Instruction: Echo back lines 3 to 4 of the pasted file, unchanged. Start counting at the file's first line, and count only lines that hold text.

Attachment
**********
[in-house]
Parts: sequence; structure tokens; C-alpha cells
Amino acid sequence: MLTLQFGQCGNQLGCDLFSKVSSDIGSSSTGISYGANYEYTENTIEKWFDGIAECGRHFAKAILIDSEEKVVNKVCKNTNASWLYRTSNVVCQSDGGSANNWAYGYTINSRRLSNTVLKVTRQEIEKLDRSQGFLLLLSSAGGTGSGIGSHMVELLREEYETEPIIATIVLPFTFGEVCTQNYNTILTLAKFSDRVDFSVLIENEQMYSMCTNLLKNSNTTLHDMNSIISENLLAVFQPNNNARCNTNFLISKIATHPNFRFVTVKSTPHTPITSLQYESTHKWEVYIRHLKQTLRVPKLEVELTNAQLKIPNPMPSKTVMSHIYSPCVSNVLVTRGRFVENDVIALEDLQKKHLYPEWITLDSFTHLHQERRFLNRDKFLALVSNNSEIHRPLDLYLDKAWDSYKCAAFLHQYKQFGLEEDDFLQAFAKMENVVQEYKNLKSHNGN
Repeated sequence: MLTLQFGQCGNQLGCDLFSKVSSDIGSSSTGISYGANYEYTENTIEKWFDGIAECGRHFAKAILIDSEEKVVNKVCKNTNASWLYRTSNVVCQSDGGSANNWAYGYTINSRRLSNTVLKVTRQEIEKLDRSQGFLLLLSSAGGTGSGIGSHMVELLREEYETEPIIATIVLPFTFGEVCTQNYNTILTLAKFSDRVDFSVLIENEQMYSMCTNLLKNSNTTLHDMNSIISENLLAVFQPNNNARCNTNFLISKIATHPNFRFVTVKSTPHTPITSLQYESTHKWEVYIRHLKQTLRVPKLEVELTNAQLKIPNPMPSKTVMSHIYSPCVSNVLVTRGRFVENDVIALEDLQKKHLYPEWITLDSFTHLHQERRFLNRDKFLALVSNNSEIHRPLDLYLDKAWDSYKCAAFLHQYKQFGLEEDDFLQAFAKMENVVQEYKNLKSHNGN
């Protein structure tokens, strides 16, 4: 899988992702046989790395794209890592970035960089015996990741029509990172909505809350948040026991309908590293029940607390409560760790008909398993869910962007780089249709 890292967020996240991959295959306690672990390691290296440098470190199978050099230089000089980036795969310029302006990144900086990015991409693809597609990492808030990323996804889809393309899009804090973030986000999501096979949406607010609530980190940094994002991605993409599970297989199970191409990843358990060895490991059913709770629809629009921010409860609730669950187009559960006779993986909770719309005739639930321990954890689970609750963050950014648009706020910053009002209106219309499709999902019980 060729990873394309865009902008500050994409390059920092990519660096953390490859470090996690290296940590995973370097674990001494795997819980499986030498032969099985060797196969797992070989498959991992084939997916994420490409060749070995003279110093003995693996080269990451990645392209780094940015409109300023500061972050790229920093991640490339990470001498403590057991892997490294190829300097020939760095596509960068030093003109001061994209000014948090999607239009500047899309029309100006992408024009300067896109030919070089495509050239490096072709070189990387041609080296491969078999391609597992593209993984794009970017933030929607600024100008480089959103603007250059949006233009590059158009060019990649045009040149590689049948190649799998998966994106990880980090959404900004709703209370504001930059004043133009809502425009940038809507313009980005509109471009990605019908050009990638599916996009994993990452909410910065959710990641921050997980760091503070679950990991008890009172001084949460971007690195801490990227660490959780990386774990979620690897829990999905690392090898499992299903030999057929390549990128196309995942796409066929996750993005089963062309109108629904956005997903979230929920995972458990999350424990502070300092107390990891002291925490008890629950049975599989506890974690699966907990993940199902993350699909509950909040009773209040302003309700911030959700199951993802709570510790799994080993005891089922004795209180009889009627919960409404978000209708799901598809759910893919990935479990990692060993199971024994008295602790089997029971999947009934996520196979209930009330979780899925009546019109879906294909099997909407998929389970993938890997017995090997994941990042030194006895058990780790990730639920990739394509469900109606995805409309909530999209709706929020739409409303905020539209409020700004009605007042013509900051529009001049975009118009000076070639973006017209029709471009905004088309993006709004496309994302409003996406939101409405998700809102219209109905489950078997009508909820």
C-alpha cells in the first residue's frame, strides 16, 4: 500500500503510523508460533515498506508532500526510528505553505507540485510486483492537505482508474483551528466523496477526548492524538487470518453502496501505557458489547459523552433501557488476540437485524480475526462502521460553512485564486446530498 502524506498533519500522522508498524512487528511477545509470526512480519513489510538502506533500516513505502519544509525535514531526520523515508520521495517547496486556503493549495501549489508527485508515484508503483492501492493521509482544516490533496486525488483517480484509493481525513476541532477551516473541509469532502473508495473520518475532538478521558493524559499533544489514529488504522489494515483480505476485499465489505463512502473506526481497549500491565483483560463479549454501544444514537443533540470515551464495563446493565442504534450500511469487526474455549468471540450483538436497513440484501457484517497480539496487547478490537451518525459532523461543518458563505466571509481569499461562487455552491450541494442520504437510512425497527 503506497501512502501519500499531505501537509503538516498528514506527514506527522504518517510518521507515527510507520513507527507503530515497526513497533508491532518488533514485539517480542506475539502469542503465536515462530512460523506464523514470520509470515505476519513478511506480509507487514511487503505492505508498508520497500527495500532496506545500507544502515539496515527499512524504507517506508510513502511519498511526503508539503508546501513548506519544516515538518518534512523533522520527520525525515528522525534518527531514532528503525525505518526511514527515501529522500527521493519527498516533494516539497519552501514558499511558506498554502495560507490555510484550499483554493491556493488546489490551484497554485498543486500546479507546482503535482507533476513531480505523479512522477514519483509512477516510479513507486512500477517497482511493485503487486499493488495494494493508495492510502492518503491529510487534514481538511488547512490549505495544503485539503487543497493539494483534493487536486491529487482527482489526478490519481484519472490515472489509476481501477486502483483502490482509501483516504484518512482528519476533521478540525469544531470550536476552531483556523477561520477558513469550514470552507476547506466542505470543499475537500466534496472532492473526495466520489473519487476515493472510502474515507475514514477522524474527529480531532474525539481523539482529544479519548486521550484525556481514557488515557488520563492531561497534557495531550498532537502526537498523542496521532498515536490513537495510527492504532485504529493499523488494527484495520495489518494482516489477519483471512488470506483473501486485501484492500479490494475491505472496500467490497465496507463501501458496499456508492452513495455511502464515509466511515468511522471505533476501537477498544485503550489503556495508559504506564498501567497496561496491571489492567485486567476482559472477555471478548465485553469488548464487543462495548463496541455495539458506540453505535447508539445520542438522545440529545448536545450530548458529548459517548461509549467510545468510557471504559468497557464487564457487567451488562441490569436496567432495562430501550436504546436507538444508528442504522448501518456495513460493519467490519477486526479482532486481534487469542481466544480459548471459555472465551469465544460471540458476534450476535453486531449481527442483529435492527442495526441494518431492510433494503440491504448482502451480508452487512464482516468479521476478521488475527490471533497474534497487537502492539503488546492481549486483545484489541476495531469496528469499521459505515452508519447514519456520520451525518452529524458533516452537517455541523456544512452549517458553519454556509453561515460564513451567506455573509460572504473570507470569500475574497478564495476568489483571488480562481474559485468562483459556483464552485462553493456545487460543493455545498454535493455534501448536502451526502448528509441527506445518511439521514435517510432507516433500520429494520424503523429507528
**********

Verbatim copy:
Amino acid sequence: MLTLQFGQCGNQLGCDLFSKVSSDIGSSSTGISYGANYEYTENTIEKWFDGIAECGRHFAKAILIDSEEKVVNKVCKNTNASWLYRTSNVVCQSDGGSANNWAYGYTINSRRLSNTVLKVTRQEIEKLDRSQGFLLLLSSAGGTGSGIGSHMVELLREEYETEPIIATIVLPFTFGEVCTQNYNTILTLAKFSDRVDFSVLIENEQMYSMCTNLLKNSNTTLHDMNSIISENLLAVFQPNNNARCNTNFLISKIATHPNFRFVTVKSTPHTPITSLQYESTHKWEVYIRHLKQTLRVPKLEVELTNAQLKIPNPMPSKTVMSHIYSPCVSNVLVTRGRFVENDVIALEDLQKKHLYPEWITLDSFTHLHQERRFLNRDKFLALVSNNSEIHRPLDLYLDKAWDSYKCAAFLHQYKQFGLEEDDFLQAFAKMENVVQEYKNLKSHNGN
Repeated sequence: MLTLQFGQCGNQLGCDLFSKVSSDIGSSSTGISYGANYEYTENTIEKWFDGIAECGRHFAKAILIDSEEKVVNKVCKNTNASWLYRTSNVVCQSDGGSANNWAYGYTINSRRLSNTVLKVTRQEIEKLDRSQGFLLLLSSAGGTGSGIGSHMVELLREEYETEPIIATIVLPFTFGEVCTQNYNTILTLAKFSDRVDFSVLIENEQMYSMCTNLLKNSNTTLHDMNSIISENLLAVFQPNNNARCNTNFLISKIATHPNFRFVTVKSTPHTPITSLQYESTHKWEVYIRHLKQTLRVPKLEVELTNAQLKIPNPMPSKTVMSHIYSPCVSNVLVTRGRFVENDVIALEDLQKKHLYPEWITLDSFTHLHQERRFLNRDKFLALVSNNSEIHRPLDLYLDKAWDSYKCAAFLHQYKQFGLEEDDFLQAFAKMENVVQEYKNLKSHNGN